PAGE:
by Richard A. Posner
Harvard University Press, 2003
xii+398 pp $35 cloth
Nineteenth-century leftists assumed all that was necessary to create a just society was universal suffrage and free schools. An educated electorate, they thought, would understand that the economy should maximize the happiness of all rather than just the wealth of investors. So they would elect candidates who would pass laws that would guarantee fair shares for all citizens and equal opportunities for all children. Social democracy would be the natural consequence of educating the workers and giving them the vote.
If this assumption had proved true, the class struggle in the United States would have been over long ago. Neither Calvin Coolidge nor George W. Bush would have been elected. But it has been proved false. The poor in the United States can not be persuaded to vote their interests-or even to vote-except at moments of extreme crisis such as the Great Depression. When they do vote, it is often merely to display their ignorance.
Many leftist intellectuals still hope that educating the masses, or educating them to a higher level, will eventually make the United States into the “participatory” or “deliberative” democracy of John Dewey’s dreams-a country most of whose citizens spend time discussing the merits of alternative economic and social policies and then use their votes to back up their decisions. Intellectuals of this sort usually believe that the more the masses deliberate, the more appealing they will find social democracy.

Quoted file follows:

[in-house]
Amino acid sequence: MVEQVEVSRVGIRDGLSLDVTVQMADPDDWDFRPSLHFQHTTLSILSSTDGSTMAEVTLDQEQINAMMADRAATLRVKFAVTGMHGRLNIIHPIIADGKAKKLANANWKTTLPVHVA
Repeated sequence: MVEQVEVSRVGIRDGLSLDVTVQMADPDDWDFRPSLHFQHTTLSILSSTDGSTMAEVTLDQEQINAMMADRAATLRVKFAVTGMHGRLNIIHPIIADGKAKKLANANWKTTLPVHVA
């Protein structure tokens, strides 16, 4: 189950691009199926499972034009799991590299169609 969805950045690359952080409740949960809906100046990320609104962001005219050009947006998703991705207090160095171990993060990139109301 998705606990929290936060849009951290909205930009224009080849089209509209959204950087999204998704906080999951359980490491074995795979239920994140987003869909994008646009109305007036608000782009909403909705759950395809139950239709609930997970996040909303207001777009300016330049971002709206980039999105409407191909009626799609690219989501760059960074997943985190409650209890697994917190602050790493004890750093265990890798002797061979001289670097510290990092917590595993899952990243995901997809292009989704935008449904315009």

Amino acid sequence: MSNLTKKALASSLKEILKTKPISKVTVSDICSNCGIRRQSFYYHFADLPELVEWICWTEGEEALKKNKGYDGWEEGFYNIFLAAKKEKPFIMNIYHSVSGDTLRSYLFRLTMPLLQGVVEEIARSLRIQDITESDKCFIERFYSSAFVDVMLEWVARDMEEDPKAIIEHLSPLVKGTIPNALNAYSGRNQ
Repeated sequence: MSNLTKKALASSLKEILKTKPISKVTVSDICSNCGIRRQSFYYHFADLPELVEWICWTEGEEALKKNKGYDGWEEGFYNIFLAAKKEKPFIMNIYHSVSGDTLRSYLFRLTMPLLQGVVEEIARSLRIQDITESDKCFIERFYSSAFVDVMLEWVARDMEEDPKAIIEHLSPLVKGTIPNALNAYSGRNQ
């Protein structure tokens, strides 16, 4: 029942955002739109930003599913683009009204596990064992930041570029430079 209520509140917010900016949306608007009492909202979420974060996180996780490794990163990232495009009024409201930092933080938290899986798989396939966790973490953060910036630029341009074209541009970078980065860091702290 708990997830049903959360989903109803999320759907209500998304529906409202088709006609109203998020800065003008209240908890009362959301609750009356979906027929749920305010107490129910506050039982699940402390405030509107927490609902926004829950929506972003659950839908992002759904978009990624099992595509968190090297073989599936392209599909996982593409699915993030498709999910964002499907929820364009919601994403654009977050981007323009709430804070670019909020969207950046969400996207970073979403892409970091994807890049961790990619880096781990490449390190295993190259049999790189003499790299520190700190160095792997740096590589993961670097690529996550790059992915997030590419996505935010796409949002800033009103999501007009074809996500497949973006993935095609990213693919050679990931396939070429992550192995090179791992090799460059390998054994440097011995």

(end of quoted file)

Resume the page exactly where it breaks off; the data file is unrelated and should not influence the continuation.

But these same intellectuals are bewildered by the fact that millions of voters who have to scrimp to put meat on the table seem quite prepared to reelect a president who is doing his best to redistribute wealth and income from the poor to the rich. The success the Republican Party has had at inculcating the idea that “big government” is stealing taxpayers’ money rather than providing a needed social safety net makes it hard to believe that educating the masses has made them more responsible citizens, much less voters sympathetic to leftist ideas. Universal literacy, and additional years spent in school, did not have the results that our leftist predecessors foresaw, and it looks as if they never will.
Richard A. Posner, a federal appellate judge who is one of the most admired figures in the American legal system, thinks we should face this fact. We should put aside the illusion that the American public will gradually become better informed and wiser. He asks us to recognize that modern democratic governments, including our own, are better described as what Alan Ryan has called “elective aristocracies” than as examples of popular rule. We should take note of the tautologous but depressing fact that half the population has an IQ below 100. We should ad...
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